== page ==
In the couple months since Alabama passed HB 56, among the harshest immigration laws in the nation, they have: a) seen crops rot in the fields because farmers cannot find workers to pick the fruits and vegetables, which has cost the state potentially hundreds of millions of dollars in revenue; b) threatened the water service of potential undocumented immigrants; c) forced charities to seek citizenship papers from their recipients, even though that provision and others have been blocked by multiple courts; d) witnessed frustrated employers speak out about the loss of legal Hispanic workers, who have left the state in droves; e) led to 15% of Hispanic students being afraid to attend school; f) arrested top executives of two automakers, Mercedes-Benz and Honda, who were in the state overseeing their plants there.
|By: David Dayen Saturday December 10, 2011 12:10 pm|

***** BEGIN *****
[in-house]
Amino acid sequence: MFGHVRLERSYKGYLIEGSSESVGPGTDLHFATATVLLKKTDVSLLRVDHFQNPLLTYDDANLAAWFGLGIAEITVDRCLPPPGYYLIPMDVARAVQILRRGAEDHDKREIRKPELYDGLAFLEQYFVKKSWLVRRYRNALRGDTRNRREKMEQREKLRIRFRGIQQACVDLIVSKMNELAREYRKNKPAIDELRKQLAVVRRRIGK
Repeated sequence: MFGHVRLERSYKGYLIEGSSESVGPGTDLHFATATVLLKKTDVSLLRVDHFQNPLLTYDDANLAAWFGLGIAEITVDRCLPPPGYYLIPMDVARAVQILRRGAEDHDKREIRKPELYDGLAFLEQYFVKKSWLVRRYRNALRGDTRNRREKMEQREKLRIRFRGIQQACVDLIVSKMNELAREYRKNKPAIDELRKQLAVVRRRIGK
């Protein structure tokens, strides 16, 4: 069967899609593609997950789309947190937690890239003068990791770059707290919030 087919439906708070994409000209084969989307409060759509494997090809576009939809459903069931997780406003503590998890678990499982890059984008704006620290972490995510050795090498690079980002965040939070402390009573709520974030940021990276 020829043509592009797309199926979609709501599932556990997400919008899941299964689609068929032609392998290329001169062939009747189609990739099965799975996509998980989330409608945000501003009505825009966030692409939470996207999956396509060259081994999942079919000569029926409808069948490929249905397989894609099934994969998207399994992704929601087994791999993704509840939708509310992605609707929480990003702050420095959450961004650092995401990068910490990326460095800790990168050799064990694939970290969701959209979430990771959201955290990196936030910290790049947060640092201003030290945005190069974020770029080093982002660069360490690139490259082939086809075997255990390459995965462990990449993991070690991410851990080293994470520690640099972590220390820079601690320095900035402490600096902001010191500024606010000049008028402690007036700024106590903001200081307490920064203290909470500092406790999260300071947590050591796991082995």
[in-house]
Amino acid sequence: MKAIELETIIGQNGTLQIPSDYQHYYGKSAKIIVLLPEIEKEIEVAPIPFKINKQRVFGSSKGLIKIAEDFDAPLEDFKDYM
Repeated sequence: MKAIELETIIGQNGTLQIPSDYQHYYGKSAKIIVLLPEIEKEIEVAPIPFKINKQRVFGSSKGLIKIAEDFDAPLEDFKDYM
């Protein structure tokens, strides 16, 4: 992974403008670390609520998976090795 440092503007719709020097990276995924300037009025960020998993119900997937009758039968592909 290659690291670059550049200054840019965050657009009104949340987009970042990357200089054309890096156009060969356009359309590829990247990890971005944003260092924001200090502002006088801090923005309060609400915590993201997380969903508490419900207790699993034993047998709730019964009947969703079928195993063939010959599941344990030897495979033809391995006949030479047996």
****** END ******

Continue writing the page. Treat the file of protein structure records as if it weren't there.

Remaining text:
|By: Lisa Derrick Tuesday August 2, 2011 8:00 pm|
Gods bless the churches in Alabama where leaders of Episcopal, Methodist and Roman Catholic churches, representing 338,000 Alabama residents, filed suit Monday to block enforcement of the state’s new immigration law, claiming it prevents free exercise of religion. The Southern Poverty Law Center has also filed a suit opposing the law.
|By: Eli Tuesday January 18, 2011 6:01 pm|
Alabama’s new Republican governor, Robert Bentley, offers up a message of tolerance and inclusion for Martin Luther King Day.
|By: Jon Walker Wednesday July 14, 2010 6:11 am|
State Rep. Robert Bentley was declared the winner of the Republican primary for governor. He defeated Bradley Byrne Tuesday night in a runoff election.